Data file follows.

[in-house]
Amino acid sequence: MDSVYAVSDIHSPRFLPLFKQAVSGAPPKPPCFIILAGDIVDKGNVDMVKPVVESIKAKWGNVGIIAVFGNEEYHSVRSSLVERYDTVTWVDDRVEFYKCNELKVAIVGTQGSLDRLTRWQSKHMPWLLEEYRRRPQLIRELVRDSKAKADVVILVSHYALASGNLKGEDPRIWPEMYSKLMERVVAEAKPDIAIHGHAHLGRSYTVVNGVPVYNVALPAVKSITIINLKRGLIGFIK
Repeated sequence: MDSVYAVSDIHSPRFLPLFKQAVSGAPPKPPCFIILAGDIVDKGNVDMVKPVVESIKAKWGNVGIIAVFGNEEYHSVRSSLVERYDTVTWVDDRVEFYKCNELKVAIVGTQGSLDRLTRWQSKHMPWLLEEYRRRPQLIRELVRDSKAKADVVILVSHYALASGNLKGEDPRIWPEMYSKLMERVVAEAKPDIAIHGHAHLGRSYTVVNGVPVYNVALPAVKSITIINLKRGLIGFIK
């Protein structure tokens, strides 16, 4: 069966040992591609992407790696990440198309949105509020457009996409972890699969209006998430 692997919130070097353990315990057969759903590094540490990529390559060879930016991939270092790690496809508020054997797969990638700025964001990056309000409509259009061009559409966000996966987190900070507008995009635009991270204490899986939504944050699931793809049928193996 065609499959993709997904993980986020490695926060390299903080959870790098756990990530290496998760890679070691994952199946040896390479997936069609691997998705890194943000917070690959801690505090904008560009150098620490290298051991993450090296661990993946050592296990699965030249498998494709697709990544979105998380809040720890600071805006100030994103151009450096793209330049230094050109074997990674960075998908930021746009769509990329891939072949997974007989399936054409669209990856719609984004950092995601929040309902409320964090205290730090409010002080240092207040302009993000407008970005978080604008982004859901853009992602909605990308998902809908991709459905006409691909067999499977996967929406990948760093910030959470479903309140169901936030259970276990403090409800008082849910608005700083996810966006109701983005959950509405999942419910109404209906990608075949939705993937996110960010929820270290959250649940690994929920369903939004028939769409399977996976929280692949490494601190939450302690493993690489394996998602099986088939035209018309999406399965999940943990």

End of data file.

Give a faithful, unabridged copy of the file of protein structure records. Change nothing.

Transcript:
[in-house]
Amino acid sequence: MDSVYAVSDIHSPRFLPLFKQAVSGAPPKPPCFIILAGDIVDKGNVDMVKPVVESIKAKWGNVGIIAVFGNEEYHSVRSSLVERYDTVTWVDDRVEFYKCNELKVAIVGTQGSLDRLTRWQSKHMPWLLEEYRRRPQLIRELVRDSKAKADVVILVSHYALASGNLKGEDPRIWPEMYSKLMERVVAEAKPDIAIHGHAHLGRSYTVVNGVPVYNVALPAVKSITIINLKRGLIGFIK
Repeated sequence: MDSVYAVSDIHSPRFLPLFKQAVSGAPPKPPCFIILAGDIVDKGNVDMVKPVVESIKAKWGNVGIIAVFGNEEYHSVRSSLVERYDTVTWVDDRVEFYKCNELKVAIVGTQGSLDRLTRWQSKHMPWLLEEYRRRPQLIRELVRDSKAKADVVILVSHYALASGNLKGEDPRIWPEMYSKLMERVVAEAKPDIAIHGHAHLGRSYTVVNGVPVYNVALPAVKSITIINLKRGLIGFIK
């Protein structure tokens, strides 16, 4: 069966040992591609992407790696990440198309949105509020457009996409972890699969209006998430 692997919130070097353990315990057969759903590094540490990529390559060879930016991939270092790690496809508020054997797969990638700025964001990056309000409509259009061009559409966000996966987190900070507008995009635009991270204490899986939504944050699931793809049928193996 065609499959993709997904993980986020490695926060390299903080959870790098756990990530290496998760890679070691994952199946040896390479997936069609691997998705890194943000917070690959801690505090904008560009150098620490290298051991993450090296661990993946050592296990699965030249498998494709697709990544979105998380809040720890600071805006100030994103151009450096793209330049230094050109074997990674960075998908930021746009769509990329891939072949997974007989399936054409669209990856719609984004950092995601929040309902409320964090205290730090409010002080240092207040302009993000407008970005978080604008982004859901853009992602909605990308998902809908991709459905006409691909067999499977996967929406990948760093910030959470479903309140169901936030259970276990403090409800008082849910608005700083996810966006109701983005959950509405999942419910109404209906990608075949939705993937996110960010929820270290959250649940690994929920369903939004028939769409399977996976929280692949490494601190939450302690493993690489394996998602099986088939035209018309999406399965999940943990």